Hassan Nasrallah is showing clear signs of “dejection, melancholy and depression,” according to the editors of the Lebanese daily al-Safir, who are counted among the most steadfast supporters of the leader of Hizballah. Alongside a tiresomely long interview with him, published on September 5, they note that the man radiates a sense of “disappointment and distress.”
It is no trifling matter that Nasrallah, who is always punctilious in demonstrating self-confidence and determination, comes across this way to those visiting him in his hideout. “I myself don’t even know where I am,” he told his interviewers. “They have moved me from one hiding place to another dozens of times.”
Nevertheless, his words were as polished and considered as usual, and included the now-familiar remarks about Ehud Olmert’s “stupidity,” fictional accounts of his ongoing communications with fighters on the frontline during the war, and wild exaggerations about his achievements in the last round. This is the same Nasrallah that we have known for years, and at the same time, a different Nasrallah than we have seen before. An analysis of the text helps solve the riddle of why Nasrallah is so frustrated even as he claims “victory,” and what the source of his anxiety is, even though, in his assessment, he succeeded in “defeating” the Israeli army.
The impression given is that Nasrallah is worried about not being able to continue the armed muqawama, or resistance, in the new framework of UN Security Council Resolution 1701. He understands that in South Lebanon, in the area below the Litani River and on the slopes of Mount Hermon along the contours of the Hazbani, his people will no longer be able to set up open military camps. In addition, they have lost the numerous positions they had seized close to the border with Israel following the Israeli withdrawal of May 2000, and from now on, they will have to conceal their weapons in secret mountain caches, outside the villages. Hizballah’s southern “Nasr” (Victory) unit will no longer be able to move freely in the area, where the 15,000 soldiers of three regular brigades of the Lebanese Army will be manning roadblocks and carrying out patrols, bolstered by the troops of an upgraded UNIFIL force.
There are already signs that Hizballah has started moving its military equipment from the South toward the Lebanese Biqa. In other words, Nasrallah understands that the South has ceased to be “Hizballahstan” and he is conceding the role that he had taken upon himself in the past, to serve as the guardian of Lebanon’s border.
Moreover, Nasrallah fears that under these circumstances, he stands to lose control over portions of the Shiite community. Indeed, there is growing evidence of disaffection with Hizballah, and reservations on the part of some of the Shiite middle class, and among the local village leaderships, about the disaster visited upon them by Nasrallah’s belligerent adventurism. Nasrallah’s promises to provide generous and speedy compensation to the thousands of families who lost their homes are not being realized. So far, only a few hundred families have received downpayments on the $12,000 each is supposed to receive to cover a year’s rent pending the rehabilitation of their permanent homes. At least 30,000 families, most of them Shiite, are expecting funds from Nasrallah’s “Construction Jihad” organization—a huge financial burden even for Iran, and all the more so considering that the Lebanese government will receive hundreds of millions of dollars from the Arab states and other donor nations to compete with Hizballah for the hearts and minds of the victims.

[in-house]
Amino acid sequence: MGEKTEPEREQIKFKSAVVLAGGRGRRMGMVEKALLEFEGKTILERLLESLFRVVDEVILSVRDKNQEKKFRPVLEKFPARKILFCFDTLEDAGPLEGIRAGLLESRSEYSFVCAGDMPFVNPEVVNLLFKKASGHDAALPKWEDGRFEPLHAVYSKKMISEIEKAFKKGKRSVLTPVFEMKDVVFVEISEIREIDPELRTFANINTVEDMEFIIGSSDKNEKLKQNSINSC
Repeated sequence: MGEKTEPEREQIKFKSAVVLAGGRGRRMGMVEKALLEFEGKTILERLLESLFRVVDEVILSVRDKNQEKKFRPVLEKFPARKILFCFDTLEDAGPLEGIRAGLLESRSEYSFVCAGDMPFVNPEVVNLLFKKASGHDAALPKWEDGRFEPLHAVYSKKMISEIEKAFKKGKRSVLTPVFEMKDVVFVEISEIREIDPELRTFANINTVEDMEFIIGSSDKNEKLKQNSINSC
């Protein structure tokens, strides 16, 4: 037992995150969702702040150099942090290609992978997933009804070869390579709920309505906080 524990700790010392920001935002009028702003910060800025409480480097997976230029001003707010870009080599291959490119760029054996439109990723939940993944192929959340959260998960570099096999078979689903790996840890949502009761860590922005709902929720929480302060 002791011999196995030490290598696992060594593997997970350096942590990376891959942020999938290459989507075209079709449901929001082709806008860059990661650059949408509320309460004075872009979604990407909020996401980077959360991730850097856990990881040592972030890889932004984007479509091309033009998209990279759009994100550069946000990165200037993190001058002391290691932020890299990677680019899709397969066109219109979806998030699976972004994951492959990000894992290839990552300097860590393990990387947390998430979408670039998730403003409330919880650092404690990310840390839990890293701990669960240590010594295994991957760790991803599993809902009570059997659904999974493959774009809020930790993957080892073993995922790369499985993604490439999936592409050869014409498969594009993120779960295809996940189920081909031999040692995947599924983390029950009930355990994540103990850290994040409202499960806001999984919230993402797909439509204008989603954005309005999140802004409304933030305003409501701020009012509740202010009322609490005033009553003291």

Nasrallah is now forced to rely more than he would like on his partner/rival in the Shiite sector, Parliament Speaker Nabih Berri, a sleek and shrewd politician who heads the more secular “Amal.” Nasrallah has suddenly taken to calling Berri “my big brother,” and is advising all the other actors in the Lebanese arena to accept the aid of Berri’s “infinite wisdom.” All this smacks of Nasrallah conceding his seniority, if only temporarily, in the Shiite leadership.
What’s more, Nasrallah fears rising tensions between the Sunnis and Shiites in Lebanon. He is trying with all his might to avoid open confrontation, but Sunni public opinion, under the leadership of the Hariri family and its loyalists, has turned largely against him. Hizballah is now forced to rely on second echelon Sunni elements in Tripoli and other places, but at this stage, he has squandered any opportunity of getting the central pillars of the Sunni minority to identify with his positions.
Surprisingly, Nasrallah’s standing among the Christians is somewhat better for now. That is because of the alliance he struck before the war with the strongest Maronite, Gen. Michel Aoun. Together they are pressing to rout the anti-Syrian government headed by Fuad Siniora, or at least to broaden the coalition by adding more partners from Hizballah, along with Aoun’s faction (the Patriotic Current) and other figures such as the Christian Suleiman Franjieh from the north, the Druze Majid Arslan and the Sunni Omar Karameh. But the Aoun-Nasrallah alliance is not firm and may not hold up over time. And herein lies Nasrallah’s concern that he will be left without any powerful allies in the Lebanese arena, amid growing pressure on him to disarm, as demanded by the March 14 anti-Syrian coalition.
Nasrallah has apparently come to the conclusion that he was too hasty in pulling the trigger on July 12, and admits that he did not expect so strong an Israeli reaction. From his perspective, the war did not end with the cease-fire, and the results will only become clear once the dust kicked up by the internal wrestling in Lebanon has dispersed.
Ehud Yaari is an Israel-based associate of The Washington Institute and associate editor of Jerusalem Report. He is the author of Toward Israeli-Palestinian Disengagement and Peace by Piece: A Decade of Egyptian Policy.